Search for tag "Wealth and poverty"
|1912 19 Apr
||Talk at Earl Hall,
Columbia University, New York. [PUP29; Mahmúd's Diary p47-48]
'Abdu'l-Bahá visited The Bowery Mission accompanied by Edward Getsinger and Juliet Thompson as noted in her unpublished Diary. They arrived with two heavy bags of quarters to distribute to the poor and spoke with hundreds of impoverished men. [OPOP165-168, PUP32]
He invited Mary William, a rare female journalist who wrote under the name of "Kate Carew". Her signature style was one of scepticism.
||Bowery; New York; United States
||Abdul-Baha, Travels of; Abdul-Baha, Second Western tour; Columbia University; Abdul-Baha, Talks at universities; Charity and relief work; Social and economic development; Wealth and poverty; Edward Getsinger; Juliet Thompson; Bowery Mission; John Good
|1912 1 Jul
||Talk at 309 West Seventy-eighth Street, New York. [PUP216]
'Abdu'l-Bahá spoke on the subject of poverty and the alleviation of the discrepancy between the rich and the poor.
Talk at 309 West Seventy-eighth Street, New York. [PUP218]
||New York; United States
||Abdul-Baha, Travels of; Abdul-Baha, Second Western tour; Abdul-Baha, Talks at homes; Wealth and poverty
|2000 22 - 26 May
||The United Nations Millennium Forum was held at United Nations Headquarters in New York. It attracted 1,350 participants from more than 106 countries and many others participated remotely via Internet.
The purpose was to give organizations of civil society an opportunity to formulate views and recommendations on global issues to be taken up at the subsequent Millennium Summit in September to be attended by heads of state and government.
Convened by the UN Secretary-General Kofi Annan, the Forum's overarching theme - "The United Nations for the 21st Century" - encompassed six main sub-themes in its declaration: 1) Peace, security and disarmament; 2) Eradication of poverty, including debt cancellation and social development; 3) Human rights; 4) Sustainable development and environment; 5) Facing the challenges of globalization: achieving equity, justice and diversity; and, 6) Strengthening and democratizing the United Nations and international organizations. The document was divided into three main areas: recommendations for governmental action; proposals for the United Nations; and actions to be undertaken by civil society itself.
The Bahá’í International Community as an NGO representing a cross-section of humankind acted as a unifying agent in major discussions. Our principal representative at the United Nations, Techeste Ahderrom, was appointed to cochair a committee of non-governmental organizations. Lawrence Arturo and Diane 'Alá'í represented the Bahá'í International Community. [BW00-01p87-89, Letter from the Universal House of Justice dated 24 September 2000]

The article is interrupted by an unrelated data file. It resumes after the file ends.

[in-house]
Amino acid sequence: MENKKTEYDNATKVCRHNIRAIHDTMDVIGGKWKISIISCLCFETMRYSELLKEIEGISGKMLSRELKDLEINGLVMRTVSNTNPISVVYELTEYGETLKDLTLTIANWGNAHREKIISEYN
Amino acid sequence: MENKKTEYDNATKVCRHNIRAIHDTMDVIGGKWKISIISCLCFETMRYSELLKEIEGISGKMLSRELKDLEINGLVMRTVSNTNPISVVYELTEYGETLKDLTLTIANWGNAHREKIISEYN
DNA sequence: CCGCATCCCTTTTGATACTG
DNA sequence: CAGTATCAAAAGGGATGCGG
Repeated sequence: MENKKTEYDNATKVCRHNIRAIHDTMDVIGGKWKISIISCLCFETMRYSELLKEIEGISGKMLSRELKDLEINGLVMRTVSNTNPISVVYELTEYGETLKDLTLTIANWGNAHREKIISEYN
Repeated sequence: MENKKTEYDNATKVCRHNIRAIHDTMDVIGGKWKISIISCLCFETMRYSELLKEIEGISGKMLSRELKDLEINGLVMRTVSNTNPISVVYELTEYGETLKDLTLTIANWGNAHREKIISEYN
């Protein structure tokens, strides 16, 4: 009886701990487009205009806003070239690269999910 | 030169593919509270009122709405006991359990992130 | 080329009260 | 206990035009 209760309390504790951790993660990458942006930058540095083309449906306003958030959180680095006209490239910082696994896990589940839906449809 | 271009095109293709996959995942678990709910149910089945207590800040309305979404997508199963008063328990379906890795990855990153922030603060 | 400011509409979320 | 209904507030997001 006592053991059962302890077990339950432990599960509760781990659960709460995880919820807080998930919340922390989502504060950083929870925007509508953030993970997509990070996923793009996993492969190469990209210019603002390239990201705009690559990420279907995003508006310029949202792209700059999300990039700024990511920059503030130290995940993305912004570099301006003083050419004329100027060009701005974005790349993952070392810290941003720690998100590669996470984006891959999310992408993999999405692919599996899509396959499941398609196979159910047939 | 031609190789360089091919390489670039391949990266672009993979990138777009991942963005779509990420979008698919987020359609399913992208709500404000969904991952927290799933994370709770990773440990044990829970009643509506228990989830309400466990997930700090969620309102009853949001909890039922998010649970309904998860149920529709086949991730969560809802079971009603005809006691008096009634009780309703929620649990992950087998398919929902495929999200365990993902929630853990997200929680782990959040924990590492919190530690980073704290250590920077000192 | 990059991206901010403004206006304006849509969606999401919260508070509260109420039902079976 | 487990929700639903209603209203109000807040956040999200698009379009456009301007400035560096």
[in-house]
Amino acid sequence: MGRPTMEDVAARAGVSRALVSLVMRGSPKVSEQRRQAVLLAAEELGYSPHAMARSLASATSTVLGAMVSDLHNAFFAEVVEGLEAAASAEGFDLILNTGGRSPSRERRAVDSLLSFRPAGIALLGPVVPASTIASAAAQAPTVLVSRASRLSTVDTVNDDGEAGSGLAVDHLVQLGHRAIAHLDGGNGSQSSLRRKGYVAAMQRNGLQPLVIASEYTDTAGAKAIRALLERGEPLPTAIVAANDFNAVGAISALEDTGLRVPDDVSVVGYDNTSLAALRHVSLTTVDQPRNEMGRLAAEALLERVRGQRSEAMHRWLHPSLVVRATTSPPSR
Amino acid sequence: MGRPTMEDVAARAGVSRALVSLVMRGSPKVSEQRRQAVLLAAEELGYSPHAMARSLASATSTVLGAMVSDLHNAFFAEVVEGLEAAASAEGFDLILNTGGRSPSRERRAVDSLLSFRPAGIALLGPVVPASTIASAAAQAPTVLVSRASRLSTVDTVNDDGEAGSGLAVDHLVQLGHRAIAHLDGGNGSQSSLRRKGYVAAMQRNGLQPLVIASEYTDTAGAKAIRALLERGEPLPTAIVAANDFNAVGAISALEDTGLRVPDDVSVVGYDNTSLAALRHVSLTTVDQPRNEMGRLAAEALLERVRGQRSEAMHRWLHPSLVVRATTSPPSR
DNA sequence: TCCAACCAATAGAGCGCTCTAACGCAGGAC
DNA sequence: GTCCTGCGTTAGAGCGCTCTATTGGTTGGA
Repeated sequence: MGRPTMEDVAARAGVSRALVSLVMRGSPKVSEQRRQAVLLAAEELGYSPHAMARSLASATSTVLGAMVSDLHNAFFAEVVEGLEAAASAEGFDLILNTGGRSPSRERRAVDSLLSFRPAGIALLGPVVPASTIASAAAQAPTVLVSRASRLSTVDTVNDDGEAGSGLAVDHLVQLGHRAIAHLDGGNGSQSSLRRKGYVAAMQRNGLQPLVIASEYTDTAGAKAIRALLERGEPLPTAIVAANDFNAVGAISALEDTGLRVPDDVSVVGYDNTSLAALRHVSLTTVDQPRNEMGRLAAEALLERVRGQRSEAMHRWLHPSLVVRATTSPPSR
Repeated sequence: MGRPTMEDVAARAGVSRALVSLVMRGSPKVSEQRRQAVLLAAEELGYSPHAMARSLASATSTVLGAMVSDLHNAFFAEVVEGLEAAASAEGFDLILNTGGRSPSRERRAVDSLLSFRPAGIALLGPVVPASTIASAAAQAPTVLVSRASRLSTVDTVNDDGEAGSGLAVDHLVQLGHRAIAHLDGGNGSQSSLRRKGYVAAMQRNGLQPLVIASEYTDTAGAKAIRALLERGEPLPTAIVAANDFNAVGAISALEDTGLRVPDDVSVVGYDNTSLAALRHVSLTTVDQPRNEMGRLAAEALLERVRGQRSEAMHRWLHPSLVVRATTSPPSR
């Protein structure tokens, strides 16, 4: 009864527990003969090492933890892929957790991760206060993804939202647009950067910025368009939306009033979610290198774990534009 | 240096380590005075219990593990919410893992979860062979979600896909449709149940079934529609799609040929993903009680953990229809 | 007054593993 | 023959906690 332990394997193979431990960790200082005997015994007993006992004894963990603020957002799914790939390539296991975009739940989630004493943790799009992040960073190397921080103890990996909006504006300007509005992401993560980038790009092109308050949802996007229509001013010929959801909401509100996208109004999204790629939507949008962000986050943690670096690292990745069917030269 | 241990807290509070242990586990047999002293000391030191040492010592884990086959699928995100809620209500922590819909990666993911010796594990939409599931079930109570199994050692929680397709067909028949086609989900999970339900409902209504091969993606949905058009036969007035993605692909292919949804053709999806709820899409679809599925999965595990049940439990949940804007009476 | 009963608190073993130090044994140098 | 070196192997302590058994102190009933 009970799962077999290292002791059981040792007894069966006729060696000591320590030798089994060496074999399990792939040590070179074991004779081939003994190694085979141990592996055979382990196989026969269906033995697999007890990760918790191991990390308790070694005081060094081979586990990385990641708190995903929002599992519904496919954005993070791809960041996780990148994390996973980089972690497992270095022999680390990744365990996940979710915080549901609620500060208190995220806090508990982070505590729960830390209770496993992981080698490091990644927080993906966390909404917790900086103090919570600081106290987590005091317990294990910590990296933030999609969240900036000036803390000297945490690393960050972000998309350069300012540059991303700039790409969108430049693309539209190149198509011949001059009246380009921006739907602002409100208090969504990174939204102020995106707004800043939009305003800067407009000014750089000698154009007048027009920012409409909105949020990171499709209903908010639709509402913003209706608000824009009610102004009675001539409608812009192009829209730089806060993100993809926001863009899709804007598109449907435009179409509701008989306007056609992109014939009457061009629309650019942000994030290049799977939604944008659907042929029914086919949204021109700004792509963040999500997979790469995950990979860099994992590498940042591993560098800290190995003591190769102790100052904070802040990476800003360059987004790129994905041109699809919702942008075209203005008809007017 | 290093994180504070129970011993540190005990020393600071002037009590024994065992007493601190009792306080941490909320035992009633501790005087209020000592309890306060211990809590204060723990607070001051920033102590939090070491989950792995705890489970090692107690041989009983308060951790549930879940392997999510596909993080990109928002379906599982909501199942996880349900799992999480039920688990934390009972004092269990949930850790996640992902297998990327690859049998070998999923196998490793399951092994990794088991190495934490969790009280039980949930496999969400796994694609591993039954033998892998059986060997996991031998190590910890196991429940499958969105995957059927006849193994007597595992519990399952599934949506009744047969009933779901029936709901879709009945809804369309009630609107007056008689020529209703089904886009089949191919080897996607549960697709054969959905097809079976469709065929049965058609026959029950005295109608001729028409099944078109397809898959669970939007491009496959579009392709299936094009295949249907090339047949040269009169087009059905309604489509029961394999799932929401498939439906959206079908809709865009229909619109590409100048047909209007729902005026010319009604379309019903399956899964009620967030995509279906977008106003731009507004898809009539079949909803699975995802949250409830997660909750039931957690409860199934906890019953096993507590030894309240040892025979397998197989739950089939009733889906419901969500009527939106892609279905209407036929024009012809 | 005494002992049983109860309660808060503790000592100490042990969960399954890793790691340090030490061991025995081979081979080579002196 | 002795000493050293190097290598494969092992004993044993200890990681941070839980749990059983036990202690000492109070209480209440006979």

||New York; United States
||United Nations Millennium Forum and Summit; United Nations; United Nations Summits; United Nations conferences; Conferences; Millennium; Bahai International Community; Peace; Security; Disarmament; Wealth and poverty; Social and economic development; Human rights; Sustainable development; environment; Globalization; Justice; Diversity; Prosperity; Equality; Solidarity; Tolerance; Nature; Cooperation; Interfaith dialogue; Techeste Ahderom; Lawrence Arturo; Diane Alai
|2000 6 - 8 Sep
||The General Assembly Millennium Summit was held at the United Nations Headquarters in New York and was attended by leaders of more than 150 nations.
UN Secretary-General Kofi Annan presented a report entitled, "We The Peoples: The Role of the United Nations in the 21st Century". In which was presented an overview of the challenges facing humankind and suggested practical solutions. Some of the key themes addressed include health, environment, human rights and other social issues, international law, peace and rejuvenating the United Nations.
It is striking that called upon by the Secretary-General of the United Nations to address so historic a gathering was
Mr. Techeste Ahderom, the principal representative of the Bahá’í International Community to the United Nations, addressed the gathering as the spokesman of civil society. He was accorded this honour because he had presided as cochair at the earlier United Nations Millennium Forum.
After all the national leaders had spoken and before the Summit had adopted its declaration on 8 September, Mr. Ahderom made a speech in which he conveyed to that unprecedented assemblage a report of the Forum. The text of his speech is enclosed herewith.